The Road to the Valley

By Sarah Portis, 2013 Core Team Member

Let me set the layout for you a little bit so that you can better understand where my heart is coming from, because this might not be an easy post to read. It sure wasn’t an easy one to write.

We are staying at a really nice house in a relatively safe and comfortable town called Kijabe. Most of the places and organizations that we work with are ‘down in the valley,’ as we like to call it, or we work with a few places that are further up the mountain as well. So most days consist of the 20-30 minute drive down or up the mountain to see all of our friends, of course to be followed by the drive that it takes to get back to our ‘home’ at the end of the day. Don’t get me wrong, there is need, and a lot of it right here in Kijabe…and a lot of people are called to serve right here. As a matter of fact, most people, myself included, have given up a lot to be here and life still isn’t close to the comfortable that we are used to in America. It just doesn’t compare to the need that we face every day in the valley.

While this has never sat just right with me, it has become increasing harder for me to drive away from all of the need that I see. The ride up from the valley seems to get a little longer every day. How can I stare their need in the face, tell and share with them God’s love and then go back into my little comfy safety zone? I don’t know about you but I take the verse quite literally when God says that if I have two coats and my neighbor doesn’t have one than I should give him one of mine. I know what a lot of you would say to me because you have said it before…and I have tried, almost daily, to say it to myself as well. I would argue that I could run myself ragged. I would say that I need to be a good steward of my money. I’ve even heard the ‘if you pour everything that you have out, you won’t have any more to give.’ Burnout is simply too easy and risky if you were to station yourself in the valley. I don’t say this to make any of you feel guilty or upset about thinking that way…it really is only natural to say and think those things. While it truly has been nice to stay where we are living here in Kijabe this summer, and I wouldn’t trade this time for anything, I have applied this line of thinking to my own life back in America. How easy is it for me to take the ‘road to the valley’ thinking in almost every situation I face? Living in Nashville, I pass countless homeless people every time I decide to leave the comfort of my campus. I can give them some food, maybe buy one of the papers that they sell and then take the road right back to my little comfort zone without every really connecting with one of those people personally. Or even if I do make super good friends with one of them, as I have here, I leave each and every evening for the comfort of a good meal with a bed and running water.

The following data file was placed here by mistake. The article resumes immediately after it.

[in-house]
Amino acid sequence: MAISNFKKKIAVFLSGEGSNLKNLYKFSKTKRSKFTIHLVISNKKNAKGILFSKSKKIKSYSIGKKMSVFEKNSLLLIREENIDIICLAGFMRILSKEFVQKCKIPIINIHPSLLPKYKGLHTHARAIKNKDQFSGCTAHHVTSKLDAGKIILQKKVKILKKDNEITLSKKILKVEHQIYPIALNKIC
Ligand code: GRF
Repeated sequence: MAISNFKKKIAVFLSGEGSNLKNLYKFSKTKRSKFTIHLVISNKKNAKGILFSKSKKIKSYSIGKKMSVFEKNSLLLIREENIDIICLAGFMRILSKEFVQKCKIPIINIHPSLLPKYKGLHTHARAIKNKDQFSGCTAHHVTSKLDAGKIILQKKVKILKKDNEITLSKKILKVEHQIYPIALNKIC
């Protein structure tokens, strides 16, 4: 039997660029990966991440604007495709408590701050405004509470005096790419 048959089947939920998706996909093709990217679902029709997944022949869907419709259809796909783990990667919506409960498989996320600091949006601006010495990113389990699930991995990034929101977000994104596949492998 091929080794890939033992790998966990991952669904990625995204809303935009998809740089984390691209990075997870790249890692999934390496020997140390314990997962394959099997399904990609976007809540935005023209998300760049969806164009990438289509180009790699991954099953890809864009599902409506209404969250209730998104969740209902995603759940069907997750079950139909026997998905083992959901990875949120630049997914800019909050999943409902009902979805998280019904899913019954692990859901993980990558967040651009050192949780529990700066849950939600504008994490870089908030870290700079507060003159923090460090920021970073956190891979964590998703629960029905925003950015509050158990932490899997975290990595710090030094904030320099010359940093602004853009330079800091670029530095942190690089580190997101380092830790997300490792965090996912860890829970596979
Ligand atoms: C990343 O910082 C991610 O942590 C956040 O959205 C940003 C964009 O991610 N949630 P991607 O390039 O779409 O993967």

Another question that I can’t shake from my mind is what kind of impact is this making on those in the valley? They see me come in and spend time with them and then go back up the mountain, without being gracious with the things that I claim a gracious God has given me.

So where does this leave us? I understand that not everyone can move to the valley (though it is my hope and prayer to be there very soon, and I truly believe that many or you will be called to move to your own ‘valley’) nor is that what I am asking you to do. I have simply written this post so that you can ponder these thoughts with me. Luke 12:38 tells us that “to whom much has been given, much is to be expected.” What have you been doing with what you have been given? Are you taking the ‘road up the mountain’ or will you join me in camping in the valley for a while?

Read more from Sarah here: http://sarahportis.wordpress.com

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